In this case, even a slight deviation can make a price difference of several thousand dollars. Besides, be aware that circulated Early Dollars are also scarce and expensive. Since these coins are so old, finding specimens ranked over MS 66 is impossible, regardless of which variation is involved.
Rare 1795 Silver Dollar Errors List
You can find a few varieties with a centered or off-centered image on Draped Bust dollars and Flowing Hair dollars with a different number of leaves. Besides, there are Silver Plug specimens issued to correct the underweight planchets’ weight.
Finally, the 1795 early silver dollar sets often included imperfect coins with errors in letterings and numbers. The most common imperfections you can find now are the following:
- Doubled edge lettering
- Off-center on a copper planchet of 3.08647 troy ounces (96 g)
FAQ about the 1795 Early Silver Dollars
What makes 1795 Early silver dollars rare?
What can you expect from nearly 230-year-old coins other than that they are rare regardless of their condition? Of course, the costliest are scarce pieces in the highest grades since they are exceptionally hard to find.
Which 1795 Early silver dollars are worth a lot of money?
- 1794 SP66 Flowing Hair dollar (Silver Plug) – $10,016,875 (2013)
- 1795 V CH to GEM UNC Flowing Hair dollar (3 leaves) – $1,265,000 (2005)
- 1795 SP66 Draped Bust dollar (Off-center) – $1,057,500 (2016)
- 1795 MS66+ Draped Bust dollar (Off-center) – $910,625 (2013)
- 1795 MS66 Flowing Hair dollar – $822,500 (2015)
- 1795 SP65 Draped Bust dollar (Centered) – $780,000 (2022)
- 1795 MS66 Bust Draped Bust dollar (Off-center) – $763,750 (2016)
- 1795 MS65+ Flowing Hair dollar (Silver Plug) – $705,000 (2015)
- 1795 MS65 Flowing Hair dollar – $646,250 (2013)
- 1795 MS66 Bust Draped Bust dollar (Centered) – $646,250 (2016)
- 1795 MS65 Flowing Hair dollar – $600,000 (2021)
- 1795 MS65 Flowing Hair dollar – $576,000 (2020)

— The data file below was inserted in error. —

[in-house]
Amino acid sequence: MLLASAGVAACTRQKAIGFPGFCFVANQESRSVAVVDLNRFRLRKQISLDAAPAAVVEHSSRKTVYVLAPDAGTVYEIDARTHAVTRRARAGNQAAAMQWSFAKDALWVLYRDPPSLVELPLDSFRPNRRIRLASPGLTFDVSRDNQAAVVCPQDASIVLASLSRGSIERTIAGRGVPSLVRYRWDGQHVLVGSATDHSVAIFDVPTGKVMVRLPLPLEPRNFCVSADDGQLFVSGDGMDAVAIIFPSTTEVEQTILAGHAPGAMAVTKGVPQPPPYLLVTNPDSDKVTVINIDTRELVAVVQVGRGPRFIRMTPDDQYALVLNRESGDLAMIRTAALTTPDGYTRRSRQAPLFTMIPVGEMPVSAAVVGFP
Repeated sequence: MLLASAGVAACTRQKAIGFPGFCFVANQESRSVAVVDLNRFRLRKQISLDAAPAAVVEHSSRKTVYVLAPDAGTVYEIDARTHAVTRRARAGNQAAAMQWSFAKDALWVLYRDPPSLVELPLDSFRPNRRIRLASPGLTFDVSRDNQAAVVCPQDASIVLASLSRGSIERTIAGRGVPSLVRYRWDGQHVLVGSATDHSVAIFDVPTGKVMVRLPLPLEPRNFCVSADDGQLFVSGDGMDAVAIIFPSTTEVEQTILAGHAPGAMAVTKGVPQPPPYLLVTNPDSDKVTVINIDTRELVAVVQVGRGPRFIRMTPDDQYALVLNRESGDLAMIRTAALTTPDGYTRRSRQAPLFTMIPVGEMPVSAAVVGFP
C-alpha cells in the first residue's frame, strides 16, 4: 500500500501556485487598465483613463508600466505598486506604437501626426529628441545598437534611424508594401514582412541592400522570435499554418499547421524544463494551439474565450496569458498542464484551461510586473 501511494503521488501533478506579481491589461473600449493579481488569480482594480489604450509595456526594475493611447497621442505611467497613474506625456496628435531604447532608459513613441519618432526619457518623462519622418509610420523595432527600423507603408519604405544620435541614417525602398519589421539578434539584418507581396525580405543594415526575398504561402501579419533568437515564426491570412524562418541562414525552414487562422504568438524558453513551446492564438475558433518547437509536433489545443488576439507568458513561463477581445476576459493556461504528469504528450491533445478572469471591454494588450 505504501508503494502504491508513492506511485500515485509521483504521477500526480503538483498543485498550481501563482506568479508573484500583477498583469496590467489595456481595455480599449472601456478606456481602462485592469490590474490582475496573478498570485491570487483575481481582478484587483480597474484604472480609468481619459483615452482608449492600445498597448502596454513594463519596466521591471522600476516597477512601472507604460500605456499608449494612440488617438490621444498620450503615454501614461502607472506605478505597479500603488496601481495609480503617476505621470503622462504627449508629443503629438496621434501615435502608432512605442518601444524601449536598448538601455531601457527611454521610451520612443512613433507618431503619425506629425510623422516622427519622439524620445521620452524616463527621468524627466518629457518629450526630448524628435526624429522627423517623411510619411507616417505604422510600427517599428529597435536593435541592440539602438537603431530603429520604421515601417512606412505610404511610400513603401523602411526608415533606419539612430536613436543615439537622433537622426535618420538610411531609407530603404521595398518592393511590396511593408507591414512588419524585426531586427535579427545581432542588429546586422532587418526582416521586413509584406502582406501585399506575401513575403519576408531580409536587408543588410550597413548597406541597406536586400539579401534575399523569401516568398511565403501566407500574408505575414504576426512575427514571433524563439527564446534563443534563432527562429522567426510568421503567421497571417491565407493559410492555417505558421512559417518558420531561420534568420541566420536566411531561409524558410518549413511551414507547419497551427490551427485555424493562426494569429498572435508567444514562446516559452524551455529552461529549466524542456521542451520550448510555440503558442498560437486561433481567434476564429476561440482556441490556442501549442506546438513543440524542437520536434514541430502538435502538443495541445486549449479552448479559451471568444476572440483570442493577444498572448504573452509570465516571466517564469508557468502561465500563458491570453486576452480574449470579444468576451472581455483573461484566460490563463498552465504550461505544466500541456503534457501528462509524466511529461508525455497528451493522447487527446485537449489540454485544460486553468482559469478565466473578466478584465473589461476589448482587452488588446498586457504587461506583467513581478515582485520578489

- 1795 MS65+ Draped Bust dollar (Centered) – $456,000 (2020)
- 1795 MS65 Flowing Hair dollar – $258,500 (2015)
- 1795 MS65 Flowing Hair dollar – $253,000 (2011)
- 1795 MS63Flowing Hair dollar (2 leaves) – $218,500 (2006)
- 1795 MS61 Flowing Hair dollar (Silver Plug) – $172,500 (2011)
- 1795 CH AU Flowing Hair dollar (Silver Plug) – $161,000 (2002)
- 1795 AU55 Flowing Hair dollar (Silver Plug) – $129,250 (2019)
- 1795 XF45 Missing Leaf Flowing Hair dollar $100,625 (2011)
- 1795 AU58 Flowing Hair dollar – $97,750 (2011)
- 1795 VF35 Flowing Hair dollar – $94,875 (2011)
- 1795 XF40 Flowing Hair dollar – $80,500 (2011)
- 1795 MS62 Flowing Hair dollar – $78,000 (2017)
- 1795 AU53 Flowing Hair dollar (Silver Plug) – $74,750 (2011)
- 1795 AU55+ Flowing Hair dollar $41,125 (2012)
- 1795 AU55 Flowing Hair dollar $39,600 (2021)
- 1795 XF45 Flowing Hair dollar (Silver Plug) – $32,900 (2012)
- 1795 FINE Flowing Hair dollar $25,300 (2007)
- 1795 Fine Details Flowing Hair dollar $23,000 (2010)
- 1795 VF25 Flowing Hair dollar (Silver Plug) – $19,550 (2009)
- 1795 XF40 Flowing Hair dollar – $9,988 (2015)
- 1795 VG Flowing Hair dollar – $1,200 (2018)
What is the 1795 Early Dollars value?
All coins minted this year are costly, thanks to their age and rarity. You can find circulated pieces for several thousands of dollars, depending on their preservation level and possible damage. On the other hand, those in the mint state are worth tens of thousands to a few million dollars nowadays.
What are the priciest Early silver dollars?
The most expensive Flowing Hair dollars are the following:
- 1794 SP66 Flowing Hair dollar (Silver Plug) – $10,016,875 in 2013
- 1794 MS66+ Flowing Hair dollar – $6,600,000 in 2021
The most expensive Draped Bust dollars are the following:
- 1804 PR68 Draped Bust dollar (original, Class I, heraldic eagle, Type 2) – $7,680,000 in 2021
- 1804 PR58 Draped Bust dollar (re-strike, Class III, heraldic eagle, Type 2) – $2,300,000 in 2009
- 1796 MS65 Draped Bust dollar (small date, small letters, small eagle, Type 1) – $1,175,000 in 2013
- 1795 SP66 Draped Bust dollar (off-center error, small eagle, Type 1) – $1,057,500 in 2016